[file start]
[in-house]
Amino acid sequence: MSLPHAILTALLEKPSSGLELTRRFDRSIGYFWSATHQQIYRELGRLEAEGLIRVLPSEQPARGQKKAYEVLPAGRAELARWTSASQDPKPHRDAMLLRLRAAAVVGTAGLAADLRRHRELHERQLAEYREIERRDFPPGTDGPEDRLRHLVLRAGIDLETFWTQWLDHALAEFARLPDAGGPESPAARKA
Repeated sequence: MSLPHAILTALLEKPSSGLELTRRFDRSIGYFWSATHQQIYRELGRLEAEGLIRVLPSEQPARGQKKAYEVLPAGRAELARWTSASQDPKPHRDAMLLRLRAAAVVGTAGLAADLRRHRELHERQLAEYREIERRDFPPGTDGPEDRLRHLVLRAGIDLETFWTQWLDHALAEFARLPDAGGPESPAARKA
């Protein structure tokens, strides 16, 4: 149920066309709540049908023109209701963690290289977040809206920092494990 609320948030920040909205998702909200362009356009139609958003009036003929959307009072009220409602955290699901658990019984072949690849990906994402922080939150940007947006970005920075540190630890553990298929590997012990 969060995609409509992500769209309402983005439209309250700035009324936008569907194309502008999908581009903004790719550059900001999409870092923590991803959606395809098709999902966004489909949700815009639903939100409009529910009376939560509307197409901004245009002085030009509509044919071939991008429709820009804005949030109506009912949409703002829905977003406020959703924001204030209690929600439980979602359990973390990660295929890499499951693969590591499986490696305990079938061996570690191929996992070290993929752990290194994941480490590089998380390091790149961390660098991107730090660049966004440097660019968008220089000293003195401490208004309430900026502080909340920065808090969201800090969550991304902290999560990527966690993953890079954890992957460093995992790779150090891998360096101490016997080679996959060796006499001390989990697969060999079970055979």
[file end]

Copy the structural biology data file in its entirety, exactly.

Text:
[in-house]
Amino acid sequence: MSLPHAILTALLEKPSSGLELTRRFDRSIGYFWSATHQQIYRELGRLEAEGLIRVLPSEQPARGQKKAYEVLPAGRAELARWTSASQDPKPHRDAMLLRLRAAAVVGTAGLAADLRRHRELHERQLAEYREIERRDFPPGTDGPEDRLRHLVLRAGIDLETFWTQWLDHALAEFARLPDAGGPESPAARKA
Repeated sequence: MSLPHAILTALLEKPSSGLELTRRFDRSIGYFWSATHQQIYRELGRLEAEGLIRVLPSEQPARGQKKAYEVLPAGRAELARWTSASQDPKPHRDAMLLRLRAAAVVGTAGLAADLRRHRELHERQLAEYREIERRDFPPGTDGPEDRLRHLVLRAGIDLETFWTQWLDHALAEFARLPDAGGPESPAARKA
């Protein structure tokens, strides 16, 4: 149920066309709540049908023109209701963690290289977040809206920092494990 609320948030920040909205998702909200362009356009139609958003009036003929959307009072009220409602955290699901658990019984072949690849990906994402922080939150940007947006970005920075540190630890553990298929590997012990 969060995609409509992500769209309402983005439209309250700035009324936008569907194309502008999908581009903004790719550059900001999409870092923590991803959606395809098709999902966004489909949700815009639903939100409009529910009376939560509307197409901004245009002085030009509509044919071939991008429709820009804005949030109506009912949409703002829905977003406020959703924001204030209690929600439980979602359990973390990660295929890499499951693969590591499986490696305990079938061996570690191929996992070290993929752990290194994941480490590089998380390091790149961390660098991107730090660049966004440097660019968008220089000293003195401490208004309430900026502080909340920065808090969201800090969550991304902290999560990527966690993953890079954890992957460093995992790779150090891998360096101490016997080679996959060796006499001390989990697969060999079970055979």